In 1980 Sam L. Say was working with healthcare professionals who were researching ways to improve their institution’s response to cardiac arrest. One noticeable hole in their ability to provide proper emergency care was the inability to provide high quality suction in many areas of the facility. Wall vacuum was effective, but only available in the immediate vicinity of the patient’s bed. Plug in suction machines were available but were generally under-powered and dependent on the ability to quickly locate a wall outlet and deploy a power cord.
The hospital had turned to local fire departments to determine how they dealt with this same issue in the field only to find that the paramedics in the field were experiencing the same frustration. Currently available battery powered suction was underpowered, unreliable, cumbersome and inconvenient to use, requiring cleaning and disinfection in a firehouse not equipped to properly deal with bio hazardous materials.
What were these professionals looking for? When asked they stated that a good portable suction device must be:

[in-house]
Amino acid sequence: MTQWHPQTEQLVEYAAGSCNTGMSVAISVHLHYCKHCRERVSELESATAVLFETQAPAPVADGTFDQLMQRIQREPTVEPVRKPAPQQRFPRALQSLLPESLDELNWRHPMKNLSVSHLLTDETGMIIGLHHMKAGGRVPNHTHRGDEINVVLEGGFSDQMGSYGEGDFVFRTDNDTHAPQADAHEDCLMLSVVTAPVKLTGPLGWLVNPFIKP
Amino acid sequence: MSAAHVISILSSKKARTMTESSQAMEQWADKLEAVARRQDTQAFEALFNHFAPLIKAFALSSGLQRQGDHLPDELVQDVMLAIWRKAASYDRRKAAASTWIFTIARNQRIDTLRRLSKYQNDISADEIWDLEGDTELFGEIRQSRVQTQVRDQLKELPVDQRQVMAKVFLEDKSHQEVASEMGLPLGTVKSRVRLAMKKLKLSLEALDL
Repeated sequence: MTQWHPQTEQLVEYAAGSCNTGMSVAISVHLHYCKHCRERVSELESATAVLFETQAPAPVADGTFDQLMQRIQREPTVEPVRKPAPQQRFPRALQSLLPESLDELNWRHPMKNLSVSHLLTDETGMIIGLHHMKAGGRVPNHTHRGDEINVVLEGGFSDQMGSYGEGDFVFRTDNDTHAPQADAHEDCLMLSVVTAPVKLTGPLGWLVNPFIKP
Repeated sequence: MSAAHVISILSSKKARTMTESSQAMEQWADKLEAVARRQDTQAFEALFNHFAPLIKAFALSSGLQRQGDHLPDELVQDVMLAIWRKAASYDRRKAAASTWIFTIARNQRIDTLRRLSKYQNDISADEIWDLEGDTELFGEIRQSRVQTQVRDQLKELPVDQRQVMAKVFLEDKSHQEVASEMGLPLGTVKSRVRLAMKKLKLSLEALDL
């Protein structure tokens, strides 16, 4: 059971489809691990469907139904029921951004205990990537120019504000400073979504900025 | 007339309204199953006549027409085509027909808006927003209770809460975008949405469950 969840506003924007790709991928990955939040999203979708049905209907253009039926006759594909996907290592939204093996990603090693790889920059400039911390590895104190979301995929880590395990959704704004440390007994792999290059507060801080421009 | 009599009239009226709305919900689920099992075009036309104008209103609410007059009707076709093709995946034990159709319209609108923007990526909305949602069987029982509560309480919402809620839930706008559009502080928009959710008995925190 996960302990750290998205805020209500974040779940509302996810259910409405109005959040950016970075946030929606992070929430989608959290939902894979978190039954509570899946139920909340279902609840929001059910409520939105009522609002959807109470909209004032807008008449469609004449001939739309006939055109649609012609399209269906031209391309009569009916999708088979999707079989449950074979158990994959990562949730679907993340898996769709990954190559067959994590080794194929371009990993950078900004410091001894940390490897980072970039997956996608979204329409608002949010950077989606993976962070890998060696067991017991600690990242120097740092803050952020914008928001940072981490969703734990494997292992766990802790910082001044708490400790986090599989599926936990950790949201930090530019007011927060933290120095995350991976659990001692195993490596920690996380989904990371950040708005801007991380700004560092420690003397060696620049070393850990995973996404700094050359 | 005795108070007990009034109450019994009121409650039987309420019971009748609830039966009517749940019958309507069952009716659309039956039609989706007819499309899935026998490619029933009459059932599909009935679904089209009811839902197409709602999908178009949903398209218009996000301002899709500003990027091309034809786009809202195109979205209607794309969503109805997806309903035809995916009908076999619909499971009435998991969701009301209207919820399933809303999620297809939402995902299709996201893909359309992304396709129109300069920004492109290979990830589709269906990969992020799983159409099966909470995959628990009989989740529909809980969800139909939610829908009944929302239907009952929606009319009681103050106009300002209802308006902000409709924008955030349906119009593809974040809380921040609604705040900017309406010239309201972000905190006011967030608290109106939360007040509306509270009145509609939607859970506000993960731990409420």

Durable - It has to last
Reliable - It has to work
Powerful - It must work effectively and quickly
Easy to use - The operator must be able to use the product efficiently
Safe to use - As safe as possible for both the operator and patient
Sam researched existing options and even approached one company which manufactured similar product asking if they would fill this need. When it was clear that no other option existed, Sam began the process of creating a suction device that met the above criteria.
The first SSCOR suction device was created. It was large and weighed 18 pounds. But it was durable in its aluminum chassis, reliable with its sealed lead acid battery, powerful with its diaphragm pump, easy and safer for the operator to use with its disposable fluid path and canister and safer for the patient with its variable regulator.
From this beginning with one portable device the line has expanded into special pumps for the hospital and EMS environments. Wall mounted devices, devices with full regulator and gauge, devices with a field friendly 2 position regulator, devices that weigh less than three pounds and vacuum systems for ambulances now populate the line.
Everything we do stems from and furthers the purpose of that original request. Find or create something that better enables the caregiver to clear the airway during that very important resuscitation procedure.